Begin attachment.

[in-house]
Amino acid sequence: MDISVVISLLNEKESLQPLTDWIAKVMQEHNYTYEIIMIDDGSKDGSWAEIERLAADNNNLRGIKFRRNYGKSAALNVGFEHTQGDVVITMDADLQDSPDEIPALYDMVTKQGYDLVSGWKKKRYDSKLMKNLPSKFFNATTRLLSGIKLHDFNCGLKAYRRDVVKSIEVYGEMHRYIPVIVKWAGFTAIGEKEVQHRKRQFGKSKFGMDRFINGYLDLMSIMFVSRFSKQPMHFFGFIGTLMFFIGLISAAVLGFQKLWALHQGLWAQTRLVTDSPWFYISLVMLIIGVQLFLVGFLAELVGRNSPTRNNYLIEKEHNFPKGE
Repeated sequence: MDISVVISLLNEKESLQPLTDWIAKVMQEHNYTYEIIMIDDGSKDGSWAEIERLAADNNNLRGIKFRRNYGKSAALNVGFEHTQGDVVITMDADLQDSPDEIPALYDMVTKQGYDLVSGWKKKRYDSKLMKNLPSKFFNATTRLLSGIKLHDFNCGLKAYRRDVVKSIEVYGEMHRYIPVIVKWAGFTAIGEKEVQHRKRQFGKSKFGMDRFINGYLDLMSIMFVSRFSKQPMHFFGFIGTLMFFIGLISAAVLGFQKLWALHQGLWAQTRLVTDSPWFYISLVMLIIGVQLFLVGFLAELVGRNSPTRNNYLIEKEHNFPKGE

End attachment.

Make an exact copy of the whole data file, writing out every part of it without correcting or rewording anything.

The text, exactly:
[in-house]
Amino acid sequence: MDISVVISLLNEKESLQPLTDWIAKVMQEHNYTYEIIMIDDGSKDGSWAEIERLAADNNNLRGIKFRRNYGKSAALNVGFEHTQGDVVITMDADLQDSPDEIPALYDMVTKQGYDLVSGWKKKRYDSKLMKNLPSKFFNATTRLLSGIKLHDFNCGLKAYRRDVVKSIEVYGEMHRYIPVIVKWAGFTAIGEKEVQHRKRQFGKSKFGMDRFINGYLDLMSIMFVSRFSKQPMHFFGFIGTLMFFIGLISAAVLGFQKLWALHQGLWAQTRLVTDSPWFYISLVMLIIGVQLFLVGFLAELVGRNSPTRNNYLIEKEHNFPKGE
Repeated sequence: MDISVVISLLNEKESLQPLTDWIAKVMQEHNYTYEIIMIDDGSKDGSWAEIERLAADNNNLRGIKFRRNYGKSAALNVGFEHTQGDVVITMDADLQDSPDEIPALYDMVTKQGYDLVSGWKKKRYDSKLMKNLPSKFFNATTRLLSGIKLHDFNCGLKAYRRDVVKSIEVYGEMHRYIPVIVKWAGFTAIGEKEVQHRKRQFGKSKFGMDRFINGYLDLMSIMFVSRFSKQPMHFFGFIGTLMFFIGLISAAVLGFQKLWALHQGLWAQTRLVTDSPWFYISLVMLIIGVQLFLVGFLAELVGRNSPTRNNYLIEKEHNFPKGE